At the one point at which it seemed to be regressing to that state, the show managed to introduce a major new character without joining what Indiewire's own Matt Singer amusingly dubbed “The Poochie Legacy” (from the "Simpsons" episode when a new, hip character was introduced on "Itchy & Scratchy" to disastrous effect). In a lengthy narrative strand in which Michael was coerced into “burning” another agent, Jesse (Coby Bell) assumed what became a permanent place in the main cast, with Michael being thrust into the position of helping Jesse find the man who "burned" him, without revealing that he himself was the (unwilling) culprit. The added narrative conflict, as well as the parallel to Michael's own experience with having been burned, got the initial Jesse arc off to a strong start, and his integration within the principal cast ended up being remarkably smooth.
The show has pulled off the tricky and seemingly contradictory feat of evolving while also staying fundamentally the same. While the show is called "Burn Notice," and its first several seasons consist of Michael's attempts to discover who burned him and why, it has progressed to the point where Michael has both managed to get un-burned and discover the party responsible. Each additional revelation in Michael's investigation into who burned him has yielded another layer of mystery. With Michael being not only The Good Guy but a genuinely good guy devoted to stopping villains (evidenced by his continuing to take on outside cases even though he no longer needs to as his sole means of support), as long as there are people doing things they shouldn't within the intelligence community, there's no reason "Burn Notice" can't go on for as long as everyone involved still wants to do it.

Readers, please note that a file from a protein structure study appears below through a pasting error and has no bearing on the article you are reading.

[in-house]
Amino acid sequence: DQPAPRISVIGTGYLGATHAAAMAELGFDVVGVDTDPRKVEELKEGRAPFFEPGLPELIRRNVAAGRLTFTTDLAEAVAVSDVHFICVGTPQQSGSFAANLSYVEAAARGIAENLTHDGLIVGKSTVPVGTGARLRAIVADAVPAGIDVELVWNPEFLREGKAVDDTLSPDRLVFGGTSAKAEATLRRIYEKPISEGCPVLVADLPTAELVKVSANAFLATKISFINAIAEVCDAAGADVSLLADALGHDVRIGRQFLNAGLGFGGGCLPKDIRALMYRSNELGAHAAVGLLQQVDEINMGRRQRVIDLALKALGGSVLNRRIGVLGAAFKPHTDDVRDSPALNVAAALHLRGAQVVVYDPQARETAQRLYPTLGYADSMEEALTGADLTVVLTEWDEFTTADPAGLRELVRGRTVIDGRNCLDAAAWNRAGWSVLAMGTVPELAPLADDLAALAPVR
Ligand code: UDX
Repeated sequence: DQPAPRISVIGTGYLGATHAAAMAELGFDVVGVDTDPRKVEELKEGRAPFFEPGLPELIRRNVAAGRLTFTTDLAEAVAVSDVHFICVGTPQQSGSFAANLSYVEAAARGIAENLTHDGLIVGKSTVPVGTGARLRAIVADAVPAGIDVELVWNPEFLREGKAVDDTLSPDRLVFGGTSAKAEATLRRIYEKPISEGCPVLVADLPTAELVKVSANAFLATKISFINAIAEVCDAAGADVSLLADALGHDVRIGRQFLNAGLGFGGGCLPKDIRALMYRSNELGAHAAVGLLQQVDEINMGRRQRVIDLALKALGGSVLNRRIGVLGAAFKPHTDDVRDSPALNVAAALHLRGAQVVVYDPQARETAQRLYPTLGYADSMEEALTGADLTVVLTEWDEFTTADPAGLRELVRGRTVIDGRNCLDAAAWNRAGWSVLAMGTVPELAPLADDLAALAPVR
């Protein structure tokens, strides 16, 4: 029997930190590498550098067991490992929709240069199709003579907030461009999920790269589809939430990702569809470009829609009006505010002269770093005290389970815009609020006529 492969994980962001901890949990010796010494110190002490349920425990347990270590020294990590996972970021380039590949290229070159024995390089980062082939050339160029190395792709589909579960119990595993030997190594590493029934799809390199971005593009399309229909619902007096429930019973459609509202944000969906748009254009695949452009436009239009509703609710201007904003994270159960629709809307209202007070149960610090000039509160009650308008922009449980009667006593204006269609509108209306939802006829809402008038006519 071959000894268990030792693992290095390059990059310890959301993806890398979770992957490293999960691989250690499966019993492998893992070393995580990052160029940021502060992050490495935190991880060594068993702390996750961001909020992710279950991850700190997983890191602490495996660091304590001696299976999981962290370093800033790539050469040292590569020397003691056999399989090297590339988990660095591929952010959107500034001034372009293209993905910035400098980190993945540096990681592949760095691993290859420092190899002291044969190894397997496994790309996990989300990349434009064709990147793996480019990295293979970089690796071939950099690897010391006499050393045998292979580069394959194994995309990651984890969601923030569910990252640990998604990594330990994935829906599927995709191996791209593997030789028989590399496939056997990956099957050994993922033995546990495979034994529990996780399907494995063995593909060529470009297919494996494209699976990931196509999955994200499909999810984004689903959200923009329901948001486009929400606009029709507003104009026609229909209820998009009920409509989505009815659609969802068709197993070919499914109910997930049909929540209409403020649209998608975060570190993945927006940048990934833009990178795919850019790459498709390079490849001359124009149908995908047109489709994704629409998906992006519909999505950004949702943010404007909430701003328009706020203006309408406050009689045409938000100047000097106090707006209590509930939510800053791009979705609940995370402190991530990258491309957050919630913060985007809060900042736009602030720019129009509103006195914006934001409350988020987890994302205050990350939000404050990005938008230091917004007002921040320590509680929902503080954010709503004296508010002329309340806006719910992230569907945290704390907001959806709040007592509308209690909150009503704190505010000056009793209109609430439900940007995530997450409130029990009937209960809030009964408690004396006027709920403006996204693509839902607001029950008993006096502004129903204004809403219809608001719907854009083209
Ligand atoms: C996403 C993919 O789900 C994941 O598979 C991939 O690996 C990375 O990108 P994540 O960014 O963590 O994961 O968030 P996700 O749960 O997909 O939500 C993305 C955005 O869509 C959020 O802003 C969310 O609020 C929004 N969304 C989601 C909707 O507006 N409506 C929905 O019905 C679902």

There's also no reason for its audience to stop watching. "Burn Notice" deserves a great deal of credit for being what it is so perfectly. There is always a place for well-crafted character-based escapism on the big and small screens. What "Burn Notice" lacks in subtext and artistic ambition it more than compensates for with emotional warmth and the meticulous skill with which its diversions are assembled. It's not easy to make things look as easy as the "Burn Notice" team does on their show. There's something to be said, and there should be a place at the table for, a work as sublimely and artfully diverting as "Burn Notice." It's a show that defies superlatives, but is an achievement worthy of recognition.